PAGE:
He was born and educated in Kufa, before going to pursue further studies in Baghdad. Al-Kindi became a prominent figure in the House of Wisdom (a library and translation institute in Abbassid-era Baghdad. It is considered to have been a major intellectual center of the Islamic Golden Age), and a number of Abbasid Caliphs appointed him to oversee the translation of Greek scientific and philosophical texts into the Arabic language. This contact with "the philosophy of the ancients" (as Greek philosophy was often referred to by Muslim scholars) had a profound effect on his intellectual development, and lead him to write a number of original treatises of his own on a range of subjects ranging from metaphysics and ethics to mathematics and pharmacology.
The central theme underpinning al-Kindi's philosophical writings is the compatibility between philosophy and other "orthodox" Islamic sciences, particularly theology. And many of his works deal with subjects that theology had an immediate interest in. These include the nature of God, the soul and prophetic knowledge. But despite the important role he played in making philosophy accessible to Muslim intellectuals, his own philosophical output was largely overshadowed by that of al-Farabi and very few of his texts are available for modern scholars to examine. Despite this, he is still considered to be one of the greatest philosophers of Arab descent, and for this reason is known simply as "The Arab Philosopher".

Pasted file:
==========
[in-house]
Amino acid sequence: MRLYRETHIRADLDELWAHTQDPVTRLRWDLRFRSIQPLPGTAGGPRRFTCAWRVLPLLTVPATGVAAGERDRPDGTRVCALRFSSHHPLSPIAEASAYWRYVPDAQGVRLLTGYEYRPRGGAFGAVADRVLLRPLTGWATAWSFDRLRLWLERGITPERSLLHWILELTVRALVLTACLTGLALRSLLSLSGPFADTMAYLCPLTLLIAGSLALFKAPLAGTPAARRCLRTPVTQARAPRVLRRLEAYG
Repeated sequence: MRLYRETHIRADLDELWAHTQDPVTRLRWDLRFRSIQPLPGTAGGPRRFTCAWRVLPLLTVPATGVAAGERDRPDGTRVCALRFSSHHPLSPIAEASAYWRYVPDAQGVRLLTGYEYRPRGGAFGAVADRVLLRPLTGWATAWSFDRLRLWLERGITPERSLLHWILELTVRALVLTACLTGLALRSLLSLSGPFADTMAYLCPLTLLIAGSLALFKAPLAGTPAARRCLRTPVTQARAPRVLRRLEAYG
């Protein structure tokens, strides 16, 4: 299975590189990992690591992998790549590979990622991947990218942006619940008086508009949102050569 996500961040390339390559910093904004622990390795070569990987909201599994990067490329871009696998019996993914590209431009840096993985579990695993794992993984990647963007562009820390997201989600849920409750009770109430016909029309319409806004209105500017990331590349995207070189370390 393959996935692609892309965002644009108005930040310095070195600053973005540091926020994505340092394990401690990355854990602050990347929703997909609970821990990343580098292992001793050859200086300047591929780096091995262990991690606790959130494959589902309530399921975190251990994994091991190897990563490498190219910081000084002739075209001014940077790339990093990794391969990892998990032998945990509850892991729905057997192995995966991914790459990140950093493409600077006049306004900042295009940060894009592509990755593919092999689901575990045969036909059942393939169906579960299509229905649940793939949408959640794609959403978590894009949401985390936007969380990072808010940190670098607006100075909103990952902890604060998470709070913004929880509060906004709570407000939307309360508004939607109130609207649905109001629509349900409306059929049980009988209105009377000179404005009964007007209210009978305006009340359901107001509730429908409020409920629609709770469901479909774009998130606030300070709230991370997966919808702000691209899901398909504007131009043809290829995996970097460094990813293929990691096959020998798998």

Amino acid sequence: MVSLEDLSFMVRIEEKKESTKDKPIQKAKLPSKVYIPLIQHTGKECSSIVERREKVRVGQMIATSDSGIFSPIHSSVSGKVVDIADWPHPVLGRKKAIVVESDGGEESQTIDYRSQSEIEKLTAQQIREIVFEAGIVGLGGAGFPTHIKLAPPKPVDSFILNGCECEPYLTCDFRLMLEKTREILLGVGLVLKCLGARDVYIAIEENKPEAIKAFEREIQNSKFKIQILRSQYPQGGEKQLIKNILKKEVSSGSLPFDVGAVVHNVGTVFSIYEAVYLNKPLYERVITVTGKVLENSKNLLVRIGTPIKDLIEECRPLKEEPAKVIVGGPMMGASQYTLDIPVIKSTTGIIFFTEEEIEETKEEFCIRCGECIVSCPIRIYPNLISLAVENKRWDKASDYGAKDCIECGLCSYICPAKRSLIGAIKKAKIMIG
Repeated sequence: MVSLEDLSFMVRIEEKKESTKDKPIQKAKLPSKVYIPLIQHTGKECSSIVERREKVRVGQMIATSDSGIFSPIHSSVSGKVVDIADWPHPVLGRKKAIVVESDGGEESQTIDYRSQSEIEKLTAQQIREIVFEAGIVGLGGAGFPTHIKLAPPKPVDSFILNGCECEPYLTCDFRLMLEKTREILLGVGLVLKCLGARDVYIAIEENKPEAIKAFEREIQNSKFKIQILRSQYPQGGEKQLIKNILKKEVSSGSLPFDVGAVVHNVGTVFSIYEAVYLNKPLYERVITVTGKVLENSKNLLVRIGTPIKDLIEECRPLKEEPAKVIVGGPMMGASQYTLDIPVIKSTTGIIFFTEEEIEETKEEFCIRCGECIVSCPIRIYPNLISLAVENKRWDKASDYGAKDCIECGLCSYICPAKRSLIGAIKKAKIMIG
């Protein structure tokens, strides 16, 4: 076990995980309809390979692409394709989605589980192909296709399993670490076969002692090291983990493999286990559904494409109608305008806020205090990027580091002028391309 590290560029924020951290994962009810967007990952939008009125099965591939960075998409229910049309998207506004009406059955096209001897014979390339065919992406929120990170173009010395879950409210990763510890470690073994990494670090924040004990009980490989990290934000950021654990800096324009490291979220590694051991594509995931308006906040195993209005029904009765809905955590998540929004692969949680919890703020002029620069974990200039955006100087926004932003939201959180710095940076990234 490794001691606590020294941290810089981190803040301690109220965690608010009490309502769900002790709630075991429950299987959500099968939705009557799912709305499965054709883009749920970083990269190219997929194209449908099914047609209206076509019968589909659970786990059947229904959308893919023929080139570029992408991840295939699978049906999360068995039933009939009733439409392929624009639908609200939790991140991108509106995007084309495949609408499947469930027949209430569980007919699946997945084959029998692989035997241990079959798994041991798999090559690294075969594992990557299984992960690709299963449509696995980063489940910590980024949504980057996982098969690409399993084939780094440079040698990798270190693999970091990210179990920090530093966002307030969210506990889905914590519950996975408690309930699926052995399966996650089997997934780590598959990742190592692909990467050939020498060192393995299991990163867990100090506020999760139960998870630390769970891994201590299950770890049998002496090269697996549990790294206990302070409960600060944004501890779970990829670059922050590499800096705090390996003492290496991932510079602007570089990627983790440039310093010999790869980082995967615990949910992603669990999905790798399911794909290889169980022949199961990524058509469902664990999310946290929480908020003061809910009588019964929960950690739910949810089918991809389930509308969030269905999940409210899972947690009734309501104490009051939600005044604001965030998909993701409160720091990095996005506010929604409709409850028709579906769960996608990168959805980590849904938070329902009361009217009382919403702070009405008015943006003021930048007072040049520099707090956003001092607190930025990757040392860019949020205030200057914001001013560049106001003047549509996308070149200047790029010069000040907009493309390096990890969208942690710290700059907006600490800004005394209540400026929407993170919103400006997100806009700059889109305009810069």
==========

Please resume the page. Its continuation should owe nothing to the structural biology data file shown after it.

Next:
In the field of mathematics, al-Kindi played an important role in introducing Indian numerals to the Islamic and Christian world. He was a pioneer in cryptanalysis and devised several new methods of breaking ciphers. Using his mathematical and medical expertise, he was able to develop a scale that would allow doctors to quantify the potency of their medication. He also experimented with music therapy.
And this is where it gets interesting: Al-Kindi was the first great theoretician of music in the Arab-Islamic World. He proposed adding a fifth string to the 'ud and discussed the cosmological connotations of music. He surpassed the achievement of the Greek musicians in using the alphabetical annotation for one-eighth of a beat. Al-Kindi realized also the therapeutic value of music and tried to cure a quadriplegic boy with musical therapy. He published fifteen treatises on music theory, but only five of those treatises have survived today. In one of his treaties the word musiqia was used for the first time in Arabic, which today means music in Arabic, Persian, Turkish, and several other languages in the world - and is the origin of that word we now know as "music".
I now feel validated with my music entries. Blessed indeed is the benefit of knowledge. Alhamdulillah.